Missouri Governor Eric Greitens said he had an extramarital affair with a woman before his election in November 2016 but denied a local television report that he tried to blackmail her to keep their relationship a secret.
The fast-moving turn of events prompted a Republican state senator on Thursday to circulate a letter among his 33 colleagues from both parties asking Missouri Attorney General Josh Hawley to investigate the blackmail allegation.
“The seriousness of this allegation and the implications it will have on the integrity of our state government are deeply disturbing,” said the letter, written by Senator Doug Libla.
The admission late on Wednesday by Greitens, also a Republican, followed a report by a St. Louis television station that included a recording of a woman confessing to a sexual encounter with him to her now ex-husband.
Greitens, 43, said in a joint statement with his wife, Sheena, that “there was a time” before he became governor when he was “unfaithful in our marriage,” and his wife had forgiven him.
“This was a deeply personal mistake,” the couple posted on Twitter. “Eric took responsibility, and we dealt with this together honestly and privately.”
Greitens’ lawyer, James Bennett of St. Louis, denied the governor threatened to blackmail the woman.
“There was no ‘blackmail,’ and that claim is false,” Bennett said in a statement posted to Greitens’ Twitter account. “This personal matter has been addressed by the governor and Mrs. Greitens privately years ago when it happened.”
Even before Libla circulated his letter, the Senate’s two top Democrats had called for an investigation into the blackmail allegation.
“People accused of these egregious acts do not get to waive off the scrutiny of law enforcement simply because they are in a position of power,” Senate Minority Floor Leader Gina Walsh and Assistant Minority Floor Leader Senate Kiki Curls said in a joint statement.
Greitens, a former Navy SEAL, described himself as a “very proud husband and father” during his campaign and often included his wife and two small children in his television ads.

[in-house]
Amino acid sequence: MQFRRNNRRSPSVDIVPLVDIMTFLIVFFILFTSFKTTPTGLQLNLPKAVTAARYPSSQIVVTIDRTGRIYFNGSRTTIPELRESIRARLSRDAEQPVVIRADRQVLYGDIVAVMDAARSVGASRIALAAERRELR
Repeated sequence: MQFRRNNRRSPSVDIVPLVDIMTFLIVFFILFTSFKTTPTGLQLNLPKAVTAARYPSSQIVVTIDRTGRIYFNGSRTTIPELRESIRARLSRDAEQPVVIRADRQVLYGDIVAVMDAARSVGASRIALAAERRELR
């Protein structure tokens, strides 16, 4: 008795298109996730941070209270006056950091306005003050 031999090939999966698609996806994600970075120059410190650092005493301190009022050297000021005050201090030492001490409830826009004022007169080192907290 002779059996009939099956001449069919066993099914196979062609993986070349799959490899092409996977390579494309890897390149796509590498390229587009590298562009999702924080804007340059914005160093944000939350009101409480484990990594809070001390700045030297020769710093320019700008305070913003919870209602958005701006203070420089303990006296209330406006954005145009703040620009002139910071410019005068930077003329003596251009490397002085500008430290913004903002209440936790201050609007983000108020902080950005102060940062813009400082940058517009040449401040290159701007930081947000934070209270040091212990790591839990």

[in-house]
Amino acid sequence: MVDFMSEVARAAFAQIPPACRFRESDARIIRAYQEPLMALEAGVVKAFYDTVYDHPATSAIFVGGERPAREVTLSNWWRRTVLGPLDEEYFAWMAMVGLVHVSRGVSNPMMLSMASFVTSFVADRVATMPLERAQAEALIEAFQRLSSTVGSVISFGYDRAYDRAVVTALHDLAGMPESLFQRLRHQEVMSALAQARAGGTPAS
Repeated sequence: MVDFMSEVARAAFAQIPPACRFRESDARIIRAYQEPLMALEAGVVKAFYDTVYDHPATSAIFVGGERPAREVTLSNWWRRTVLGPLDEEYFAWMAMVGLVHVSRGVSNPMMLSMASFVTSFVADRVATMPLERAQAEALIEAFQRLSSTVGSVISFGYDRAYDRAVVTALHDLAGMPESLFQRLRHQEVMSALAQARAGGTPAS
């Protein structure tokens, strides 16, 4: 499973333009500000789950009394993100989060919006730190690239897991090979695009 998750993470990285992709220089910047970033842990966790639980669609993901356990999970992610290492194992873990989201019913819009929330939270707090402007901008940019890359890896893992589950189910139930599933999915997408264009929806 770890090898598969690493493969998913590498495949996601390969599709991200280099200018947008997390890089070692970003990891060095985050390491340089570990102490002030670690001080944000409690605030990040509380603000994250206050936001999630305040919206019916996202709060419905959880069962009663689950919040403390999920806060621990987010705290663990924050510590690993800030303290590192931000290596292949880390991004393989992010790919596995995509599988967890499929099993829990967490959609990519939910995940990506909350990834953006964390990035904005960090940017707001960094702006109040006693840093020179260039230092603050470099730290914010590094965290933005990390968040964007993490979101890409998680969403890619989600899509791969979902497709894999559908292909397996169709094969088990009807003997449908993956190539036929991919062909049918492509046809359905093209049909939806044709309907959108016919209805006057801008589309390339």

KMOV-TV in St. Louis aired a recording late on Wednesday of the unidentified woman with whom Greitens admitted having the affair as she confessed the March 2015 encounter to her then-husband.
KMOV did not identify the woman or her husband in the recording, which it said was made just days after the encounter, but said the two were no longer married. The woman, who said she knew Greitens because she cut his hair, later emailed him to ask that he stop using her salon, KMOV said.
In the recording, the woman also told her husband that Greitens had taken a picture of her while naked and threatened to publicize it if she ever told anyone of their affair.
(Reporting by Peter Szekely in New York; Editing by Lisa Von Ahn)
Trump discussed firing inspector general who agreed whistleblower report was legitimate
The New York Times reported late Tuesday that President Donald Trump has talked about firing the intelligence community's inspector general, who agreed that the whistleblower's complaint was legitimate.
Trump reportedly blames his own appointee, Michael Atkinson, for finding the complaint credible enough to send it to Congress. The report is the basis for the investigation into Trump's July 25 call with Ukraine President Volodymyr Zelensky.
EXCLUSIVE: Counterterrorism expert worries that ‘Putin leads Donald Trump around on a leash’
A counterterrorism expert believes that Donald Trump's current worldview was "manufactured" by Russia -- and the damage the president is doing to the global standing of the United States could last for decades.
Malcolm Nance spent 20 years at the NSA and worked as a United States Navy senior chief petty officer, specializing in naval cryptology. Now an author and political commentator on MSNBC, he spoke with Raw Story about his new book, The Plot to Betray America.
‘This is incredibly significant’: Legal expert says Roger Stone trial just revealed ‘real evidence’ against Trump
Former Trump campaign official Rick Gates on Tuesday testified that President Donald Trump told him in 2016 that more damaging information would soon come out about Hillary Clinton shortly after he got off the phone with Roger Stone, who at the time was trying to secure details of future WikiLeaks releases.
This testimony seems to contradict written testimony from President Donald Trump in which he said he had no recollection of ever discussing WikiLeaks with Roger Stone during the 2016 campaign.